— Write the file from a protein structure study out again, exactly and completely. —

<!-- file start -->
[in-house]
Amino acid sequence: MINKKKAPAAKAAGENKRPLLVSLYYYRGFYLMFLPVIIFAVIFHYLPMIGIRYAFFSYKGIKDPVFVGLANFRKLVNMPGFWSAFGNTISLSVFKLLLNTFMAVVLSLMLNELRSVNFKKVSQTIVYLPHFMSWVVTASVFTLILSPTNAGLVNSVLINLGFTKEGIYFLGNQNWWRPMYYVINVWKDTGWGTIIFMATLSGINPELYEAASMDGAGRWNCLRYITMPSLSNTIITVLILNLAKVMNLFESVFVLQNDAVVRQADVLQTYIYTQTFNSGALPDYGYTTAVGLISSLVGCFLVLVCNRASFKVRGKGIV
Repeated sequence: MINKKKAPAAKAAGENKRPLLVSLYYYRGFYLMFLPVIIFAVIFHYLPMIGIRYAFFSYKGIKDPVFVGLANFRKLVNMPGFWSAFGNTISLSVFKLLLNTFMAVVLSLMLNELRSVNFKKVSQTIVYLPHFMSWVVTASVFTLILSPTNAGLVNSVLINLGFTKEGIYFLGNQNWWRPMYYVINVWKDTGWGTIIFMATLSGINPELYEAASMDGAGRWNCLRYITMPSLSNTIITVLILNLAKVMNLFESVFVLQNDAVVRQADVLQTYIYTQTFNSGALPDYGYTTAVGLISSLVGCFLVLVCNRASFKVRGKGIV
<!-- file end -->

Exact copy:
[in-house]
Amino acid sequence: MINKKKAPAAKAAGENKRPLLVSLYYYRGFYLMFLPVIIFAVIFHYLPMIGIRYAFFSYKGIKDPVFVGLANFRKLVNMPGFWSAFGNTISLSVFKLLLNTFMAVVLSLMLNELRSVNFKKVSQTIVYLPHFMSWVVTASVFTLILSPTNAGLVNSVLINLGFTKEGIYFLGNQNWWRPMYYVINVWKDTGWGTIIFMATLSGINPELYEAASMDGAGRWNCLRYITMPSLSNTIITVLILNLAKVMNLFESVFVLQNDAVVRQADVLQTYIYTQTFNSGALPDYGYTTAVGLISSLVGCFLVLVCNRASFKVRGKGIV
Repeated sequence: MINKKKAPAAKAAGENKRPLLVSLYYYRGFYLMFLPVIIFAVIFHYLPMIGIRYAFFSYKGIKDPVFVGLANFRKLVNMPGFWSAFGNTISLSVFKLLLNTFMAVVLSLMLNELRSVNFKKVSQTIVYLPHFMSWVVTASVFTLILSPTNAGLVNSVLINLGFTKEGIYFLGNQNWWRPMYYVINVWKDTGWGTIIFMATLSGINPELYEAASMDGAGRWNCLRYITMPSLSNTIITVLILNLAKVMNLFESVFVLQNDAVVRQADVLQTYIYTQTFNSGALPDYGYTTAVGLISSLVGCFLVLVCNRASFKVRGKGIV